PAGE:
Fifteenth Street Quaker Meeting House and Friends Seminary

I spent last Sunday walking down Second Avenue in Manhattan exploring all that I came across. There were many things I expected to find during my stroll, but I also discovered treasures I wasn’t looking for. One such discovery is located just a short distance from Second Avenue, on the west side of Stuyvesant Square: The Fifteenth Street Quaker Meeting House and Friends Seminary.

The Friends Seminary, a private school for children in primary and secondary grades, has roots that go back more than 200 years to its founding in 1786. It was founded by members of the Society of Friends, also known as Quakers. In the years that followed, the school grew and moved twice into expanded facilities. In 1860, the Friends Seminary moved to its current location next to the new Fifteenth Street Monthly Meeting. Today, both buildings still stand, and the school has expanded into adjacent buildings as well.

Here’s a photo of the front of the brick Meeting House.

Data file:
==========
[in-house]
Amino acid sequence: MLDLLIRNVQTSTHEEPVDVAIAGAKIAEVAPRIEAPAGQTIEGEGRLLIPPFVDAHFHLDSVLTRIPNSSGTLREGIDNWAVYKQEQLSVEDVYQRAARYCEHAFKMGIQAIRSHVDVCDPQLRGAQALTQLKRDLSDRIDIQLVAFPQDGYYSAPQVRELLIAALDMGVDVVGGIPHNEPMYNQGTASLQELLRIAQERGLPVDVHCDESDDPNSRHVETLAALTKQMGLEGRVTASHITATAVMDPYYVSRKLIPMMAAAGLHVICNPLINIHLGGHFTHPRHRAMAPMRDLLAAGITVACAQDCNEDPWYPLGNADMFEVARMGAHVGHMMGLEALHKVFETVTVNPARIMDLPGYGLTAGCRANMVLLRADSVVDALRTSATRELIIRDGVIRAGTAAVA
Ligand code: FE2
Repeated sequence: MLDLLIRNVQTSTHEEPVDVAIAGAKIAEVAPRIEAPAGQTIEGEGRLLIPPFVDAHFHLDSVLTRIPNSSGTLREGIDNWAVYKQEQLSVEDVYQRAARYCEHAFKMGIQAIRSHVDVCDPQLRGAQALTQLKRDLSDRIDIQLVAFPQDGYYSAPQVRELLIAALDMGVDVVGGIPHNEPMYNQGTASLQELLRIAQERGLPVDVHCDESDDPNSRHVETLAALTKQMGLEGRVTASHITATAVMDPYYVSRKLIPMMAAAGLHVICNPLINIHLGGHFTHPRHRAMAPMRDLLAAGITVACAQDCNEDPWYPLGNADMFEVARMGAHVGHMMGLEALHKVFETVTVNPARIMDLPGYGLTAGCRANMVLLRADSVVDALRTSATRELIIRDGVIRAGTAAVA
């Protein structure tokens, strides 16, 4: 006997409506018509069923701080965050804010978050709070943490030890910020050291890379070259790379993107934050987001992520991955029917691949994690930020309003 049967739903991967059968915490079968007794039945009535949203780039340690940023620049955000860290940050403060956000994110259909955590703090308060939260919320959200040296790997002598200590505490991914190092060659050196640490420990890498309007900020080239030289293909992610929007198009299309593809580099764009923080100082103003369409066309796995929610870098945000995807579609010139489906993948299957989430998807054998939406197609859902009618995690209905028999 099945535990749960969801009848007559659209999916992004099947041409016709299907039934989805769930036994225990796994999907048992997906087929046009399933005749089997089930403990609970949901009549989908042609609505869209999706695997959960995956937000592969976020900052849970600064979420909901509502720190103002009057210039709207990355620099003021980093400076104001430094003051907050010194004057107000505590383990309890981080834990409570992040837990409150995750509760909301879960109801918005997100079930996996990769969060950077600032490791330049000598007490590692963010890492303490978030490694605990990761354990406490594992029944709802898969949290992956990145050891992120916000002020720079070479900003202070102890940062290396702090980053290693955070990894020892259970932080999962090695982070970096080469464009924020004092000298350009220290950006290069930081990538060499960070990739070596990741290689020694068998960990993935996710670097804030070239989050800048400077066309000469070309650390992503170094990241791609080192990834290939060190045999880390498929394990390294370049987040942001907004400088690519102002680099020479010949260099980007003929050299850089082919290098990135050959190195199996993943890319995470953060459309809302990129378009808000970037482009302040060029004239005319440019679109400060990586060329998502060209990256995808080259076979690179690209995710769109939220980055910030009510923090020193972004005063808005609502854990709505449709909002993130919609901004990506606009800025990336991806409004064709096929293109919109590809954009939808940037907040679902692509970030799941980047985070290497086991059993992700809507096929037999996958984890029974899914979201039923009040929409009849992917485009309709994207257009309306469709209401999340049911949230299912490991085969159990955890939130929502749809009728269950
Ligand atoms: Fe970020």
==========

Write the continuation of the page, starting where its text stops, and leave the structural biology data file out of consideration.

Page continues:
And this is the Friends Seminary’s oldest building, accented by the sun’s rays.

This sign next to the Seminary’s door alerted me to the historic nature of my discovery.

As I looked closer at the Meeting House and its surroundings, I discovered evidence of the Friends’ underlying beliefs, which include pacifism, tolerance of others, and a commitment to diversity among other things.

Note the banner above the front entrance of the meeting house: “Torture is a moral issue.”
There were multiple copies of this sign along the wrought iron fence.

The meeting house and seminary are located at 15 Rutherford Place in Manhattan, between 15th and 17th Streets to the north and south, and between Second and Third Avenues to the east and west. The Meeting’s website has directions for getting there here.

7 thoughts on “Fifteenth Street Quaker Meeting House and Friends Seminary

  1. I’m very drawn to the Quaker simplicity, inclusiveness and generosity, and also their frequent determination to act on their beliefs against their self-interest. Your post confirms these qualities. They’re a bit of an oasis in a world of many fundamentalisms.

  2. What a timely post and a lovely anecdote to the violence and intolerance that still seems to sadly exist in many parts of the world. Having been researching my family history for a while now, I have come across several “non conformist” branches including a line of Quakers that went back for many generations. We had no idea about this, so I have been reading up a bit about it – very apt post for me to come across! 🙂

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